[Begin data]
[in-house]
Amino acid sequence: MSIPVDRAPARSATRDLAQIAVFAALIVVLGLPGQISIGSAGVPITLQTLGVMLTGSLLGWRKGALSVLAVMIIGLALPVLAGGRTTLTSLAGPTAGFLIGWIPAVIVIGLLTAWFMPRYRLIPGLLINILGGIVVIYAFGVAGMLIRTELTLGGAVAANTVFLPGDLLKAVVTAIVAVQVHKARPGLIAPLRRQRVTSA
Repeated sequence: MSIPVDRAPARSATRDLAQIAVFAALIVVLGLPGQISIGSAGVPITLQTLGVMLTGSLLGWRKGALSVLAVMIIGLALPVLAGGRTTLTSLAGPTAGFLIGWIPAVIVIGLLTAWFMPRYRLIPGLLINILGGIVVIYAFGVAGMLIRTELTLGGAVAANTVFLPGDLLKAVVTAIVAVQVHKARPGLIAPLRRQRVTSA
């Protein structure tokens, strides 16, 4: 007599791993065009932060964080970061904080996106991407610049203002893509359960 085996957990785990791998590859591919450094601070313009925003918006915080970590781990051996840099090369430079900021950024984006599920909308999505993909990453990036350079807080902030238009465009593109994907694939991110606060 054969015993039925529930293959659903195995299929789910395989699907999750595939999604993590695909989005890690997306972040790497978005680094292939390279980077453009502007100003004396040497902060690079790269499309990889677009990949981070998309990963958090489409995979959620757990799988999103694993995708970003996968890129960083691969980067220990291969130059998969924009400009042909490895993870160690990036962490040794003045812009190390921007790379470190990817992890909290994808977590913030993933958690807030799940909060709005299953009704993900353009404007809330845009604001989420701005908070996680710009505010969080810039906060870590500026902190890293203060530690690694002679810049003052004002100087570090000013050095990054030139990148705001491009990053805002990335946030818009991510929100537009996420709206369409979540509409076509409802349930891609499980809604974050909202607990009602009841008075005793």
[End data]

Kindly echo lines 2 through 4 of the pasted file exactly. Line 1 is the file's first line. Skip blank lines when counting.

Amino acid sequence: MSIPVDRAPARSATRDLAQIAVFAALIVVLGLPGQISIGSAGVPITLQTLGVMLTGSLLGWRKGALSVLAVMIIGLALPVLAGGRTTLTSLAGPTAGFLIGWIPAVIVIGLLTAWFMPRYRLIPGLLINILGGIVVIYAFGVAGMLIRTELTLGGAVAANTVFLPGDLLKAVVTAIVAVQVHKARPGLIAPLRRQRVTSA
Repeated sequence: MSIPVDRAPARSATRDLAQIAVFAALIVVLGLPGQISIGSAGVPITLQTLGVMLTGSLLGWRKGALSVLAVMIIGLALPVLAGGRTTLTSLAGPTAGFLIGWIPAVIVIGLLTAWFMPRYRLIPGLLINILGGIVVIYAFGVAGMLIRTELTLGGAVAANTVFLPGDLLKAVVTAIVAVQVHKARPGLIAPLRRQRVTSA
């Protein structure tokens, strides 16, 4: 007599791993065009932060964080970061904080996106991407610049203002893509359960 085996957990785990791998590859591919450094601070313009925003918006915080970590781990051996840099090369430079900021950024984006599920909308999505993909990453990036350079807080902030238009465009593109994907694939991110606060 054969015993039925529930293959659903195995299929789910395989699907999750595939999604993590695909989005890690997306972040790497978005680094292939390279980077453009502007100003004396040497902060690079790269499309990889677009990949981070998309990963958090489409995979959620757990799988999103694993995708970003996968890129960083691969980067220990291969130059998969924009400009042909490895993870160690990036962490040794003045812009190390921007790379470190990817992890909290994808977590913030993933958690807030799940909060709005299953009704993900353009404007809330845009604001989420701005908070996680710009505010969080810039906060870590500026902190890293203060530690690694002679810049003052004002100087570090000013050095990054030139990148705001491009990053805002990335946030818009991510929100537009996420709206369409979540509409076509409802349930891609499980809604974050909202607990009602009841008075005793």